We dove right into work in the fields. An average work day starts at 5am so we can get to the fields by 6. We work as the sun rises, until it is too hot to continue. Lunch is the main meal of the day, and it is always followed by a siesta.
Two dogs and three geese pile into a work van with no side door, and we take off down the gravel roads the lead out of the village. Aline has somewhere around 6 vineyards. They are not all together on one plot of land, but are scattered around the mountainous valley, patchworked with half a dozen other winemakers' land. I've been to four so far. One has vines over 100 years old (1905). Another is so new, it hasn't had its first harvest yet (but it will by the end of this season).
Anyone who has driven on the 101 in Northern California is familiar with the entrancing rows of vines. All neat and orderly. Well they don't just grow that way, duh. Of course there are posts and wiring to guide the vines, but ultimately, towards the sun is the only direction they care about. Which brings me to the actual work done in the fields: vine wrestling. Literally taking the vines growing out in odd directions and weaving them back into the rest of bush or along the wires that stabilize them. It's not conceptually difficult work, but when it comes down to it, I spend my mornings fighting with plants. Elbow-deep. Both arms. Teeth clenched.
Stinging nettles and other sticky weeds grow in between the rows. I was no longer bothered by the pokes and scratches from them by the time the sun rose above the valley. Five rows down, two more to go. Aline and Flora worked on either side of me, making sure I didn't miss anything (it being my first day and all). Flora is French through and through. We try to talk a bit, but Aline is usually needed for proper clarification. Last row. I step towards it only to be stung again.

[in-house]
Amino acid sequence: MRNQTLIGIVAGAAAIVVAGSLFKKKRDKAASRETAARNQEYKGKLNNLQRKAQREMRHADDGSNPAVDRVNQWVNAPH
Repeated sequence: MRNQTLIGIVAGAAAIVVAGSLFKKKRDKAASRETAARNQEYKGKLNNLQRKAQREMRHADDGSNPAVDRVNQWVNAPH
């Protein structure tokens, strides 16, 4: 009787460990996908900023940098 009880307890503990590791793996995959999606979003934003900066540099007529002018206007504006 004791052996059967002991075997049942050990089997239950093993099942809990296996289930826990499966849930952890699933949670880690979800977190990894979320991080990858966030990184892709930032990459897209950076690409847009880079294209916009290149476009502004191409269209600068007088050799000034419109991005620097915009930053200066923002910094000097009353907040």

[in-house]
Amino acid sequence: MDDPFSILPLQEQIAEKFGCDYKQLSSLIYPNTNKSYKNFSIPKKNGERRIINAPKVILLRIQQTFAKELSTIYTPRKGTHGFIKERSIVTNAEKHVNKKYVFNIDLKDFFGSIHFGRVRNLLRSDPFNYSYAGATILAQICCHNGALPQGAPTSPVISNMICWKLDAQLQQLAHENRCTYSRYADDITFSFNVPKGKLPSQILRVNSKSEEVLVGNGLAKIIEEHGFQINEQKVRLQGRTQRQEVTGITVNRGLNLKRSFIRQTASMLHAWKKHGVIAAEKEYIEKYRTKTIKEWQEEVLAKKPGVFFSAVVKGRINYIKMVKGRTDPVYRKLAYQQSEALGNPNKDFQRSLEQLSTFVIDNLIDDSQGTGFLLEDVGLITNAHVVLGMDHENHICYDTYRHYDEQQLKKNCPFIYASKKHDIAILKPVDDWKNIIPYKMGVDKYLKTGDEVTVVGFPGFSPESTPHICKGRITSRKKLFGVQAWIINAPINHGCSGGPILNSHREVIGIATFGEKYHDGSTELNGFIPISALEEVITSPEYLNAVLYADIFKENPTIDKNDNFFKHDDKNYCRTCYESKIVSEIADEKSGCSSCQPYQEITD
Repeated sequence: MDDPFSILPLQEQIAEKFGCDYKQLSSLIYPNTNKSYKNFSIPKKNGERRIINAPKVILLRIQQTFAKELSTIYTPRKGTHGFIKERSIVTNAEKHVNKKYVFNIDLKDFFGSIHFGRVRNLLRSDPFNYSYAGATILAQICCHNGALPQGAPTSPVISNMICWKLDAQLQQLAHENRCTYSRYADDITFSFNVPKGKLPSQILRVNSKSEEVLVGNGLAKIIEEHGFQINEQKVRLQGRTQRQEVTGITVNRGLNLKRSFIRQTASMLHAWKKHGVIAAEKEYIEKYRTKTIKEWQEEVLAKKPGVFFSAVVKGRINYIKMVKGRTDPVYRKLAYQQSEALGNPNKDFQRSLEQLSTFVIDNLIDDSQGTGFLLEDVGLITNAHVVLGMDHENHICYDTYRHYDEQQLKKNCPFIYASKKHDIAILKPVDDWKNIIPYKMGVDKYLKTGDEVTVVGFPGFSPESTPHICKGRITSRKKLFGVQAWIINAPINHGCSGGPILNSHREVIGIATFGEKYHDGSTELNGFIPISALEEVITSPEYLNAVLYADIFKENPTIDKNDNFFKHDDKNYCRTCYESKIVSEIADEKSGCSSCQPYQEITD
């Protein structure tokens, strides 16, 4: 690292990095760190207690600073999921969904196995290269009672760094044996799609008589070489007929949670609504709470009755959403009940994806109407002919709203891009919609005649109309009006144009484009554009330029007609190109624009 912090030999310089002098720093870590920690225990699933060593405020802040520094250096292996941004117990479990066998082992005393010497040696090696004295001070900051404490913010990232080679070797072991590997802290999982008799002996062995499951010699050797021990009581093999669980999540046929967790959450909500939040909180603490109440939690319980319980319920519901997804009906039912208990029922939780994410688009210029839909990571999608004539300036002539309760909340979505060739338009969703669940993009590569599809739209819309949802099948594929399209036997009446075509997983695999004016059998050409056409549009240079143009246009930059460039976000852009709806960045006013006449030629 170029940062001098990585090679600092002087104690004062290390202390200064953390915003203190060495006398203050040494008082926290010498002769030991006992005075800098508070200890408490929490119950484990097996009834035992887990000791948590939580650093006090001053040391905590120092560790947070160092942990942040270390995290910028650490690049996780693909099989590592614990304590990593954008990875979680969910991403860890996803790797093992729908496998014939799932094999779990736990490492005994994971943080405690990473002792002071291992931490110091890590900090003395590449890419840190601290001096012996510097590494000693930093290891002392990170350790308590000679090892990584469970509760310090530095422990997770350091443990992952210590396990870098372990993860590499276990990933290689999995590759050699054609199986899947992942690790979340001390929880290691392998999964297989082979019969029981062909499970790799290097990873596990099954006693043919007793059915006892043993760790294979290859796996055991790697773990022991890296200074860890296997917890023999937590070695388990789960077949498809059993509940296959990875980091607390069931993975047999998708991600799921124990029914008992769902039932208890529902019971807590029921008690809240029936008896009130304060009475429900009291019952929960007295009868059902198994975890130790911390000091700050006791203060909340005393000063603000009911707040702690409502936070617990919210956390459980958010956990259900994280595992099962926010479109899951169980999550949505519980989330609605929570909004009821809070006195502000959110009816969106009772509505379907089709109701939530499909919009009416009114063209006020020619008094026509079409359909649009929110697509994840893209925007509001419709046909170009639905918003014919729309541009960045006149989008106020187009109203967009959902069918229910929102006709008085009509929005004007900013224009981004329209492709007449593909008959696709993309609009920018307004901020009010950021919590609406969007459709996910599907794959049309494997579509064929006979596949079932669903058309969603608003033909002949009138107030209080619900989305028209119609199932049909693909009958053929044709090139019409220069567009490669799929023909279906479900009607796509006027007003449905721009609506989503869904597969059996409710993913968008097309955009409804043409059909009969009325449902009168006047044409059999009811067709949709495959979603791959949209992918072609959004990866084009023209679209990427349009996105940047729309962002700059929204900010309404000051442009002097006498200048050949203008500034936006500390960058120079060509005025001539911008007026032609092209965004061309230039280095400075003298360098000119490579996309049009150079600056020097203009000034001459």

"Fuck, that one hurt," I said in my own tongue. It must have punctured all the way through my pants. Aline calls quickly to Flora as I roll up my pant leg to scratch it. I didn't realize their attention was on me until Flora was kneeling by my side. The butt of her cigarette had left its usual home of lazily hanging on her lips and the ember was slowly moving towards me. "What the hell? That's going to burn more!"
"No, it's a wasp sting," said Aline, nodding at Flora to continue. "The heat will help with the poison."
I held still as Flora circled the sting with the burning ember of her hand-rolled cigarette. The heat and the poison burned the same, and I couldn't tell the difference until Flora stood up, cigarette back in its proper place, and walked away. C'est tout.
Still confused by what just happened, Aline pointed to a crook in the post I was working on: wasp's nest. One step too close.
The pain honestly dissipated quickly. Had Aline not told me it was a wasp sting, I would have just assumed it was another stinging nettle--only a bit worse from the rest.
7/10: not bad; will probably be the first of many this season.